Updated: Feb 25
As the winter comes to an end and the Earth begins to wake up once again, nature provides us with the perfect foods and medicines for Spring time.
One of my favorite backyard medicinal herbs (no longer will I call them weeds!) that pops up in the late winter and early spring is chickweed.
Chickweed is an abundant, wild medicinal and edible herb that may be growing in your own backyard.
You can find chickweed sprawling her long leafy stems across the ground in your yard, garden, woodland areas, or even growing up and out of sidewalk cracks. In the spring and summer, you’ll see tiny, white star shaped flowers bloom (one of the cutest little flowers if I may say so myself.)
When the kids and I find a patch of chickweed, we all grab a stem and start nibbling! Her leaves, stems, and flowers are all edible and are a powerhouse source of fresh nutrients that our bodies crave in the spring.
What you don’t end up eating raw or adding to a soup or pesto, try using chickweed medicinally
Associated with the element of Water, chickweed helps move your lymph by washing away toxins and metabolic waste and boosting immunity. Chickweed is incredible medicine for breaking up and dissolving cysts, including breast or ovarian cysts, and is a star ingredient in my Flowing Waters tincture. She also soothes and supports the digestive system, which may be a little sluggish after the heavier foods we often eat during the fall and winter.
I love preparing a simple chickweed tea in the early spring when I feel my body needs that boost to my digestive system. Chop up a good handful of fresh chickweed, muddle gently in a mason jar, and pour in boiling water to fill the jar. Cover and let steep for 10 minutes for a light tea or up to 4 hours for a strong infusion. Strain, add a bit of honey and enjoy chickweed's wild, fresh spring medicine.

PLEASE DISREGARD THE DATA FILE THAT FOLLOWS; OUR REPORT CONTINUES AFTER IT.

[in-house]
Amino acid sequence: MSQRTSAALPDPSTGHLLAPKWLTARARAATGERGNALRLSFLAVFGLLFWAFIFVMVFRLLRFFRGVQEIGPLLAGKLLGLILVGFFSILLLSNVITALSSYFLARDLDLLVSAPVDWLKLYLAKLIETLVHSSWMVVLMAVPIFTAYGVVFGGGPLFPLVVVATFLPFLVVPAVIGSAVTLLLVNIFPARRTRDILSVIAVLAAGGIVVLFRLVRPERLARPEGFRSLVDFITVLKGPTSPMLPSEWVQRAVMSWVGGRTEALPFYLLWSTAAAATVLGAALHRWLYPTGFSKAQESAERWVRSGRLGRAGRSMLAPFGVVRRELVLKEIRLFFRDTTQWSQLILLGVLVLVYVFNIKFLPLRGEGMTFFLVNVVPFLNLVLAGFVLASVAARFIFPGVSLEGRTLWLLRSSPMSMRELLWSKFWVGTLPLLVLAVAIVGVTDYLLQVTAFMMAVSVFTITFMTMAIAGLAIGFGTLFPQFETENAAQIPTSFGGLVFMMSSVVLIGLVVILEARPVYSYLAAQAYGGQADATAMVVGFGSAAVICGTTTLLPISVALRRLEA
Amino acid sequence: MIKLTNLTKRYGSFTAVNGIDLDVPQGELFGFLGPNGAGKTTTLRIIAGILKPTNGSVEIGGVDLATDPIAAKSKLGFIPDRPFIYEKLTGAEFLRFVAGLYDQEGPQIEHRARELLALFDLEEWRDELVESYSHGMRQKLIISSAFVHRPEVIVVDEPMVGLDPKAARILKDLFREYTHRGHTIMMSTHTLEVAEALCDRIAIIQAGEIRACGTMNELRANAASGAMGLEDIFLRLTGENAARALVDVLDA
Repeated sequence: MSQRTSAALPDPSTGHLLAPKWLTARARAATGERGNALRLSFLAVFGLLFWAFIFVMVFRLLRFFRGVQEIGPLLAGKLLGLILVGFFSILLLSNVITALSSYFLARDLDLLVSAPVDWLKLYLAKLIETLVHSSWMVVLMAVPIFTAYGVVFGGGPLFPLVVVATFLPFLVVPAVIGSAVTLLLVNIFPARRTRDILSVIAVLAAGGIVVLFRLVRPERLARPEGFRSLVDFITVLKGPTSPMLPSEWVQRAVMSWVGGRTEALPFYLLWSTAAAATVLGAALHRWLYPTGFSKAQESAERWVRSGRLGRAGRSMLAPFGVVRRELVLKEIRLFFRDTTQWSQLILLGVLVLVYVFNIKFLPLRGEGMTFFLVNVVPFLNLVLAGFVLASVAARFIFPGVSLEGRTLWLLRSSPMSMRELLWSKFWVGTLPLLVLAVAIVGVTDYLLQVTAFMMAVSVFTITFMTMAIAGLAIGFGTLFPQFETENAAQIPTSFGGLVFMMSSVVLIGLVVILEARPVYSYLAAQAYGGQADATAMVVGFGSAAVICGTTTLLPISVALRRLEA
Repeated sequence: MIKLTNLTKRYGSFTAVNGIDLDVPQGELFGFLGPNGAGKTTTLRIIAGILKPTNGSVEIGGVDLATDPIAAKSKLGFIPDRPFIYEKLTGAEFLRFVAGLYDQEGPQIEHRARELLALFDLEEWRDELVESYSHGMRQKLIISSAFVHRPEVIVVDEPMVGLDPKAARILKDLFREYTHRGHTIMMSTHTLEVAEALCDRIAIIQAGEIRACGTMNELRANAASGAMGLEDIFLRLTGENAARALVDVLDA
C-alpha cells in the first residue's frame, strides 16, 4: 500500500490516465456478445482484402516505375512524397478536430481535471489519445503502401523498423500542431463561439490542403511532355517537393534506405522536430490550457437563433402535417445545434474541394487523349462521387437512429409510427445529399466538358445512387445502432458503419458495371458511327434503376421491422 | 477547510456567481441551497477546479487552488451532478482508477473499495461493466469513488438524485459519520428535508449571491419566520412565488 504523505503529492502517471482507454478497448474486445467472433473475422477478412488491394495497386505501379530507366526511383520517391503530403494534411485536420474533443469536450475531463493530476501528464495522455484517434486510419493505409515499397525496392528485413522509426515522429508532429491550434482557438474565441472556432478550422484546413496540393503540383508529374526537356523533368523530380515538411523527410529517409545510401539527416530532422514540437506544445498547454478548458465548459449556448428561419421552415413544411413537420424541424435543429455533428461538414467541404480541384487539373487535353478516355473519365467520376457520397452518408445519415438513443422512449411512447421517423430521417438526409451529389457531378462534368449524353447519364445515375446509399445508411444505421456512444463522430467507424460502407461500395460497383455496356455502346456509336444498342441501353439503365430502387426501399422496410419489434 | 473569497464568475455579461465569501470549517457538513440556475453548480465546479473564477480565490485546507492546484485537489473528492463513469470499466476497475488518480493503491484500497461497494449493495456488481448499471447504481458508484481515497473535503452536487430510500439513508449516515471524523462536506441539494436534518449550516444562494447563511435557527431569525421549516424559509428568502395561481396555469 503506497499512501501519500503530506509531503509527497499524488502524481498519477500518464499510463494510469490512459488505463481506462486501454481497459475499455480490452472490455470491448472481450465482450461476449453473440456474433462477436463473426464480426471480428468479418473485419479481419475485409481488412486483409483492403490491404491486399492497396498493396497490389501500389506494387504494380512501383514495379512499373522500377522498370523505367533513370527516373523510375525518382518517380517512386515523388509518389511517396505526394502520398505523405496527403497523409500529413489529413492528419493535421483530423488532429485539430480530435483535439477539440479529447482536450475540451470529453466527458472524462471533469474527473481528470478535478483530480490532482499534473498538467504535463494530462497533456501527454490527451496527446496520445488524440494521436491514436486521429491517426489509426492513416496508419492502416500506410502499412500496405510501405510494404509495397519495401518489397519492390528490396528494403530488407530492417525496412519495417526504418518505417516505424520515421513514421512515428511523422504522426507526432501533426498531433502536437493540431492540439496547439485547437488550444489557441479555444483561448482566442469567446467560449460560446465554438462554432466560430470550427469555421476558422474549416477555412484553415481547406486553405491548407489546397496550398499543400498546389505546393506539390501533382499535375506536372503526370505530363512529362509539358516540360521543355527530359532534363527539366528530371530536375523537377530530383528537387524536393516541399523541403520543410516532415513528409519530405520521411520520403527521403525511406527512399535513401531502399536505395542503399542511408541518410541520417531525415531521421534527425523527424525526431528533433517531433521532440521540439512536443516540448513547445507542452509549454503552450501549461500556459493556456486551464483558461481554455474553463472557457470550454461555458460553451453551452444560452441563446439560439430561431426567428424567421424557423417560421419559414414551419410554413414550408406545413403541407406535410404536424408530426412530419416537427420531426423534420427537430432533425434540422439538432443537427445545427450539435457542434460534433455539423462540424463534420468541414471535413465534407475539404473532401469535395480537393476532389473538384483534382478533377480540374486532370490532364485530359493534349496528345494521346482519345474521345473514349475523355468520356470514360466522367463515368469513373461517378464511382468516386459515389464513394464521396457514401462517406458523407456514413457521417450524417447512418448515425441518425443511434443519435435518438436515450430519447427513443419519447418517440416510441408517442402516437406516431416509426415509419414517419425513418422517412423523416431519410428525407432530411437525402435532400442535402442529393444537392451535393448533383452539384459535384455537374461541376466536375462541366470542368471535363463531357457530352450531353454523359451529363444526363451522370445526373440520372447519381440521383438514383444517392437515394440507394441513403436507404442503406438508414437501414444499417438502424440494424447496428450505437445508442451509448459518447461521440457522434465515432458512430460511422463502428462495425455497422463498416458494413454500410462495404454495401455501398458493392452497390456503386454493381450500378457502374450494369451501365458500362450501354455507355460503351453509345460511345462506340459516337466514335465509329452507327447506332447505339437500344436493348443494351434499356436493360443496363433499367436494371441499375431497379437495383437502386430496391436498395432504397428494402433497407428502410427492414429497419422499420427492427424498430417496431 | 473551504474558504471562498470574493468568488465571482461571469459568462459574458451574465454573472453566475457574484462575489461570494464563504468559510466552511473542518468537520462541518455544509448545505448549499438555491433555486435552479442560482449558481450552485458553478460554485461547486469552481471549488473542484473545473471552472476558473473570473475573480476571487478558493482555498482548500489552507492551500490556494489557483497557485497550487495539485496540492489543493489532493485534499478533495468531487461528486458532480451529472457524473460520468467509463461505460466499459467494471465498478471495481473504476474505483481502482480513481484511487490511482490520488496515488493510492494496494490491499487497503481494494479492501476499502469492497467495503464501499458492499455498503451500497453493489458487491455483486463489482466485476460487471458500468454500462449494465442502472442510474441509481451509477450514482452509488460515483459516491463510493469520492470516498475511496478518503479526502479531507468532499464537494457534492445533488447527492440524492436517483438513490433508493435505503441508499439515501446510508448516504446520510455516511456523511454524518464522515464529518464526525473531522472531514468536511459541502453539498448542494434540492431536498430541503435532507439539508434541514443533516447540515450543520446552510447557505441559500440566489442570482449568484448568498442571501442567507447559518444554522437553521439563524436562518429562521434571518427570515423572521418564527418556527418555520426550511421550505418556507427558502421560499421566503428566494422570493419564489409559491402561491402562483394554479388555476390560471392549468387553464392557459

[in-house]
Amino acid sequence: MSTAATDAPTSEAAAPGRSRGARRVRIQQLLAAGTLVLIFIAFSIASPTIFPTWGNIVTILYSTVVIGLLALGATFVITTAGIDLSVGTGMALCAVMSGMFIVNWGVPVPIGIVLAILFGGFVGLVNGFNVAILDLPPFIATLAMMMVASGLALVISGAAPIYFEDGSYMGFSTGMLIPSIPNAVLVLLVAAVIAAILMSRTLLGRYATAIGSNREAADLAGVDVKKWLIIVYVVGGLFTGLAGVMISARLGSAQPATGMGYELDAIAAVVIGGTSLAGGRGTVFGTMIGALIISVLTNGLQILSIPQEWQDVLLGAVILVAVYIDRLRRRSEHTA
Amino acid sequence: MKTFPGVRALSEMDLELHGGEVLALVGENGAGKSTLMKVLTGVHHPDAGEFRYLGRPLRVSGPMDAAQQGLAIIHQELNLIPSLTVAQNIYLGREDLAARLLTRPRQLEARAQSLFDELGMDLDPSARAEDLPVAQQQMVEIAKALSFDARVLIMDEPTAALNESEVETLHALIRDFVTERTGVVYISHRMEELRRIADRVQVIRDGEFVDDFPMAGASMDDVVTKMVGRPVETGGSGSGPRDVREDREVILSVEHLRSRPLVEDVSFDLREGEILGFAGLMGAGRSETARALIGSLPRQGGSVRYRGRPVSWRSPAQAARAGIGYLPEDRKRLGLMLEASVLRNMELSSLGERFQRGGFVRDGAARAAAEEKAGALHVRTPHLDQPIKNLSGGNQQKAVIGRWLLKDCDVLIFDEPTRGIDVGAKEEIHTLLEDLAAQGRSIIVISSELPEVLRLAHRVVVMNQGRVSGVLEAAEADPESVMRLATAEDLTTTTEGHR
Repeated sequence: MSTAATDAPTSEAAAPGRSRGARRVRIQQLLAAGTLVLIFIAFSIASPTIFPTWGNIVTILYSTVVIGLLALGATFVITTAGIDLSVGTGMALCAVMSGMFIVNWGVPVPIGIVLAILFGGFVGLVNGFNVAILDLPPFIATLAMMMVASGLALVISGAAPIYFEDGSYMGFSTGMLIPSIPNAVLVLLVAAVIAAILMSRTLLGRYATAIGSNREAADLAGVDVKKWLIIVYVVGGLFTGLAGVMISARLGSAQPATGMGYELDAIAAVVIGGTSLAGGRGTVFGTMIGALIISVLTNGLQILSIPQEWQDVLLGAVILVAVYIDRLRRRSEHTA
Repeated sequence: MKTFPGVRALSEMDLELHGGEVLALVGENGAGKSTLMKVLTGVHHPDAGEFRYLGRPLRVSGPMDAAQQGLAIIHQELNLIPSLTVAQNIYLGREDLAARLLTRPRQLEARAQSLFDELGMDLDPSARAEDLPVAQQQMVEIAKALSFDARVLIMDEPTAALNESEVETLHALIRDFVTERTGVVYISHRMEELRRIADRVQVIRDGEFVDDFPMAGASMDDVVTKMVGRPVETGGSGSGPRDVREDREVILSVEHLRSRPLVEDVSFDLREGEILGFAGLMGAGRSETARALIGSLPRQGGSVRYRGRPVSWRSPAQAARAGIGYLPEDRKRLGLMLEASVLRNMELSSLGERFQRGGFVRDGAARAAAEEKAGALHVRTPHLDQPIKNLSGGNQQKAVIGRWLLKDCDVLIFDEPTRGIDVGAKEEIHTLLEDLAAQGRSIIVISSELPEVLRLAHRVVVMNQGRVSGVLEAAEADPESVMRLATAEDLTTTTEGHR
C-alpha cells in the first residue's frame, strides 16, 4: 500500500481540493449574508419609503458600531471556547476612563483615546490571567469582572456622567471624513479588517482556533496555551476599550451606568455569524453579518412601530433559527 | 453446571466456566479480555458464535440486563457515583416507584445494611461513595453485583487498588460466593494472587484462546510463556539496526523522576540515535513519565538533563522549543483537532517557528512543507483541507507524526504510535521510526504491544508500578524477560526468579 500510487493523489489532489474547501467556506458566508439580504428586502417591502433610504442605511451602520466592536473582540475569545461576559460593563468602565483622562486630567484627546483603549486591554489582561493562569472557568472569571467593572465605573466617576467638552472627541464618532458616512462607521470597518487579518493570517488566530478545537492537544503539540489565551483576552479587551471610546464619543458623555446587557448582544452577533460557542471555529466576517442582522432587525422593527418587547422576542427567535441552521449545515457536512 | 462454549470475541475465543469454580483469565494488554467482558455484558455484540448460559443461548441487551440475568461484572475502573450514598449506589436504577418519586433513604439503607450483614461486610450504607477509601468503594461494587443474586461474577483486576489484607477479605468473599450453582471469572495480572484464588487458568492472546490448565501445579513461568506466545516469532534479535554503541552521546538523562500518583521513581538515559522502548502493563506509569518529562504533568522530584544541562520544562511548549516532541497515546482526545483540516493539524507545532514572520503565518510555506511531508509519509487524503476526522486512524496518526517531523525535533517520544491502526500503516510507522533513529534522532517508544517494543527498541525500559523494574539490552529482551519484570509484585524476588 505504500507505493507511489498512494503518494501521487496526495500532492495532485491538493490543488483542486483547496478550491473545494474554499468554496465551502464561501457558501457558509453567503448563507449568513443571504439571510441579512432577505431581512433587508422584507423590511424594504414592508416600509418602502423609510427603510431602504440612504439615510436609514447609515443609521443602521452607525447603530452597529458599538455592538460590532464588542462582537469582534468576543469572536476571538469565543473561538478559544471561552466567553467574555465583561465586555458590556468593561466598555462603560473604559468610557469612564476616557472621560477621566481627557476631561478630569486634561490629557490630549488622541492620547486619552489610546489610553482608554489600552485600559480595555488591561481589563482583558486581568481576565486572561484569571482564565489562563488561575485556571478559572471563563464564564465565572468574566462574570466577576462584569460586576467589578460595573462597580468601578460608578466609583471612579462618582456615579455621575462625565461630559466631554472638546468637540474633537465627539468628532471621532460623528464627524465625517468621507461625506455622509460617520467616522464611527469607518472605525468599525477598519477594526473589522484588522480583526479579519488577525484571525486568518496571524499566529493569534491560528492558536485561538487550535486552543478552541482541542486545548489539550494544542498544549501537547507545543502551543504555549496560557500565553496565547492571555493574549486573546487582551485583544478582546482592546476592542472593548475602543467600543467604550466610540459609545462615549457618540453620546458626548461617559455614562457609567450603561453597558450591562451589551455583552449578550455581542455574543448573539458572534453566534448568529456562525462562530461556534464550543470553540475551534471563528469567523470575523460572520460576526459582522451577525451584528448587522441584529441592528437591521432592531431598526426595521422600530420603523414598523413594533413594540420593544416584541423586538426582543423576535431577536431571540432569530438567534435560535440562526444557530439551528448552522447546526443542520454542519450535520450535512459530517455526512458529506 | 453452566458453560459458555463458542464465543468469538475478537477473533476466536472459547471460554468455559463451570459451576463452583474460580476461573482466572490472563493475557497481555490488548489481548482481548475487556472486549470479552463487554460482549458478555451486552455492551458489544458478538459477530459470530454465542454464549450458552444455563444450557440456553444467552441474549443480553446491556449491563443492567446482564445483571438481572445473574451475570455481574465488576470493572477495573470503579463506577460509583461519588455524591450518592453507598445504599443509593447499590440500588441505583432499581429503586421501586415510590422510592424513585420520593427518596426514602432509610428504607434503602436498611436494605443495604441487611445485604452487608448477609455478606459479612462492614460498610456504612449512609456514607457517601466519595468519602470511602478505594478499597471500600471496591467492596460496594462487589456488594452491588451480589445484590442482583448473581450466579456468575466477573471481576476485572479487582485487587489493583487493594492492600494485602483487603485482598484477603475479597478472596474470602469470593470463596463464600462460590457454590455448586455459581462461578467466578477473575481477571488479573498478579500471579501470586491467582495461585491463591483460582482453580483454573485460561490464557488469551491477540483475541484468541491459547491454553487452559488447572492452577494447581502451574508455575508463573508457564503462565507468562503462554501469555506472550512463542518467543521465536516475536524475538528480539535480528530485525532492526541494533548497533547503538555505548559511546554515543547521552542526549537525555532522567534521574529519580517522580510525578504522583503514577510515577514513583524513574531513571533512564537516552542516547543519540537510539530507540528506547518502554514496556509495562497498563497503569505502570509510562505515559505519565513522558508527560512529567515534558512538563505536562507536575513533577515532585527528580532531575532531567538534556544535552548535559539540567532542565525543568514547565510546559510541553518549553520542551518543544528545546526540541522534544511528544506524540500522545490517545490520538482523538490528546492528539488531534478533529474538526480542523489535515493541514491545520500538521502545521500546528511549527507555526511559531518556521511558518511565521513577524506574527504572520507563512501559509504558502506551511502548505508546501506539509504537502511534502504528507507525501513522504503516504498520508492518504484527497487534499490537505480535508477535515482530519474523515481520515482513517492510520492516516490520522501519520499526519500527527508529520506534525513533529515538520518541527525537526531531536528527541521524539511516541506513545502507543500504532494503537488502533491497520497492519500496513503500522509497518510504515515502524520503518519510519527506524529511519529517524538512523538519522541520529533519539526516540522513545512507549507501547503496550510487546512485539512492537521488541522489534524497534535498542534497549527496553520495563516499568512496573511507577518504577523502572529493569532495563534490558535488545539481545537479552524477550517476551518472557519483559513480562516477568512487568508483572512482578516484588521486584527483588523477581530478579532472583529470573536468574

Chickweed can be used fresh as a poultice, tinctured, or infused in vinegar, but my favorite way to use chickweed medicinally is as an herbal oil.
Infusing chickweed in oil is a wonderful way to use this wild herb for a variety of common skin ailments. Her cooling and drying energetics makes chickweed an incredible herbal ally for soothing inflamed skin, insect bites or stings, diaper rash, sun burns, or itchy skin conditions like eczema.
Here's a recipe to craft a chickweed infused oil that you can use for you and your family, too.
Chickweed Herbal Oil (folk method solar infusion):
A few large handfuls of fresh chickweed
Organic olive oil (or other organic carrier oil of choice or on hand)
Finely chop your fresh chickweed and lay in a single layer to dry (about 2 days).
Once dry, finely chop your chickweed and place into a mason jar or other glass jar with a lid. Fill your jar to the top with oil, adding more while allowing air bubbles to escape. Try to use a jar that will give you the right proportion of herb to oil, preferably about half or three quarters herb to half or one quarter oil.
Cover the jar, label, and place in a sunny window. Shake the jar daily, topping off with more oil if needed in the first day or so. After 3-4 weeks, strain the chickweed from the oil and place your herbal oil into a fresh jar. You can now use this oil directly or craft into an herbal salve or other herbal remedy that requires an oil component.
Herbal oils should be stored out of direct sunlight and can be stored for 6 months to a year. Discard if you start to see any signs of mold.
Chickweed is a beautiful wild remedy that the Earth offers to us at the perfect time; gifting us nourishment for our bodies as we enter a new season, and medicine for all of the sun burns and bug bites we'll encounter as we enjoy it.
Oh chickweed, you sure hold a special place in my heart.
Note: Before harvesting chickweed, or any other wild plant, make sure you are not harvesting from public lawns, busy roads, or other places that may be polluted or exposed to chemicals. And, it is imperative that you properly identify a plant before harvesting and using for food or medicine! If you're unsure, do not consume.